Queers Fail Better – Q / A with Shawn Syms
Queers Fail Better – Q / A with Shawn Syms
In her book The Queer Art of FailureJudith Halberstam offers alternative ways of knowing and becoming. Instead of valuing the conventional paths of belonging, achievement and completion, she thinks about and champions the ways of “failure”: losing your way, giving in, being excluded, forgetting, awkwardness, coming apart. Not just rejecting the “normal,” Halberstam shows alternatives to success as paths that have always been there, moving away from mastery and coherence. In this series of Q&As with contributors to our upcoming Queer issue, we play with these ideas. When we aren’t trying to finish first (or finish anything) where do we end up?
Think back to when you started writing. What’s an earlier influence you outgrew, abandoned, or turned against?
I got my start in writing as an advocacy journalist when I was still in my teens, and in my earnestness I was very unsubtle and didactic, more interested in “being right” than exploring persuasion, uncertainty and complexity. I’m still interested in all of the same concerns now as I was then — but moving toward fiction and poetry was partially an effort to try and explore similar terrain in what is, I hope, a more nuanced way. I held back on literary writing until I was in my thirties. A fear of failure perhaps.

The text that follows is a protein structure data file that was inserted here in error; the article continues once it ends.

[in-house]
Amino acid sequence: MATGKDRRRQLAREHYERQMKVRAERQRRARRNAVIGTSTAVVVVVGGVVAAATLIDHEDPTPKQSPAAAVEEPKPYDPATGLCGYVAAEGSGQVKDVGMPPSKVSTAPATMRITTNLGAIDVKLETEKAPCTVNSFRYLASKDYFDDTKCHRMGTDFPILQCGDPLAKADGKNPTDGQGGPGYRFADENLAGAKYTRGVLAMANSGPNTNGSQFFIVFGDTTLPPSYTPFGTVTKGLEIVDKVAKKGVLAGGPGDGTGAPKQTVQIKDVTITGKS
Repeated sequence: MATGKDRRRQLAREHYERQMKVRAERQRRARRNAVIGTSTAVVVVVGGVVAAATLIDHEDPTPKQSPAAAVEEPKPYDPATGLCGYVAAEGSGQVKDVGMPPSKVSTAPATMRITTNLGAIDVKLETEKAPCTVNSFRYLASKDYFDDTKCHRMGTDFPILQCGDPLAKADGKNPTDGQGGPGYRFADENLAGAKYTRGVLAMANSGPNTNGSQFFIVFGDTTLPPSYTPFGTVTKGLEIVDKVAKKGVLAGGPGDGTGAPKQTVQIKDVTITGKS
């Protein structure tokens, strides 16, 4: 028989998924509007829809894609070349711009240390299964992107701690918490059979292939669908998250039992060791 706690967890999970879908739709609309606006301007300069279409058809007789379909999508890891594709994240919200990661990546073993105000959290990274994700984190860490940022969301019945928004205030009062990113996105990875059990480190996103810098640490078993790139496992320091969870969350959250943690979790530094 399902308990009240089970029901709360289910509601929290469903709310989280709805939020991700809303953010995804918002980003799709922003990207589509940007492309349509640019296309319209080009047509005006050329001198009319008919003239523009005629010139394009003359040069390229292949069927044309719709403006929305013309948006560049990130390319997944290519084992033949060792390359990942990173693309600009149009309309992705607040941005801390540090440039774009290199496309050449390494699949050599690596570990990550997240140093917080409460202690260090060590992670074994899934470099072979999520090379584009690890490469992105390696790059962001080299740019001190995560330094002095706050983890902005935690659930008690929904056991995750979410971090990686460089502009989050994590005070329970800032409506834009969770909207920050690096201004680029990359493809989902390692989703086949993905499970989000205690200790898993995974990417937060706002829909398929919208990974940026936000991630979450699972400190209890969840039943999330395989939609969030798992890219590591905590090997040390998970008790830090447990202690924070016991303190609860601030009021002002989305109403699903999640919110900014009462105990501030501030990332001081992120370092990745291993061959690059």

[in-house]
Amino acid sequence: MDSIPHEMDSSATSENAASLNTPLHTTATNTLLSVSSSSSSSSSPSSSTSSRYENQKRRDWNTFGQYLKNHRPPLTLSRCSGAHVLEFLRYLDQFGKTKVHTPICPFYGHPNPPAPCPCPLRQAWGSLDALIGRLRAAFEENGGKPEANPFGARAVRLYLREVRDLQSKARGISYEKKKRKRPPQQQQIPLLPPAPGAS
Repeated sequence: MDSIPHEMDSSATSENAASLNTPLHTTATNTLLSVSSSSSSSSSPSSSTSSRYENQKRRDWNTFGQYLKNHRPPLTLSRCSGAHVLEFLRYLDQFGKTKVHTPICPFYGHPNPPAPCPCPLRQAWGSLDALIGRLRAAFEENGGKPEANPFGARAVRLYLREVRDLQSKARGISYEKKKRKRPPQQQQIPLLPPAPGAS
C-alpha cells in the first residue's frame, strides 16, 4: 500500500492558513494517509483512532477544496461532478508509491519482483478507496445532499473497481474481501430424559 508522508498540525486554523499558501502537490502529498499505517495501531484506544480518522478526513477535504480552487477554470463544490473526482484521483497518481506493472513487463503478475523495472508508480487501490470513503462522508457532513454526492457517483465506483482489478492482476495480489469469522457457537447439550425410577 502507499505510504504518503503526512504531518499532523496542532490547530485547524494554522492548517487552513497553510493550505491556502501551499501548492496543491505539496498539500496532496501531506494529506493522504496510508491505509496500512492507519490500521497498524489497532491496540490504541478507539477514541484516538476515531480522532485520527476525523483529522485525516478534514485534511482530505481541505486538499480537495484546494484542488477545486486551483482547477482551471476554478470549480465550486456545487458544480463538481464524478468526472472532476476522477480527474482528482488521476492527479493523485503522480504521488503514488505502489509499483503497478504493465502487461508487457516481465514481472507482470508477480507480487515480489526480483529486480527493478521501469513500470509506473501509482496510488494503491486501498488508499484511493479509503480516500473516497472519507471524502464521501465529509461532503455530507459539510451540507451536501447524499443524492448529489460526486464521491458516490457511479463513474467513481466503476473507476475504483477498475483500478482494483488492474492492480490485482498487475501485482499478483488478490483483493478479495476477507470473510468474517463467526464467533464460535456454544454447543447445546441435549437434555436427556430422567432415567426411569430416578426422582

When a piece of writing doesn’t work out, what do you do with it? Discard? Fold it into another project? Salvage parts?
I keep everything, and sometimes reuse. My writing platform is Google Docs, which allows you to amass all of your work as a collection, and access it and work on it from virtually anywhere. In terms of content and thematic preoccupations, there is significant overlap between all of my writing: journalism, essays, reviews, poetry and fiction. It’s all somehow queer, and often not necessarily in the expected sense of sexual identity. I like having all these works sit together in one place.
Sometimes a piece of unfinished writing can lie there for a year or two, and then I’ll come back to it with a fresh approach. Often this is driven by some practical or mercenary consideration (ie, this story collection needs something else, what can I work with?; or, there is a contest or publication seeking a particular theme or word count, what work can I apply against that?), but it can still lead to something creatively satisfying in the end.
What do you do with your rejection letters?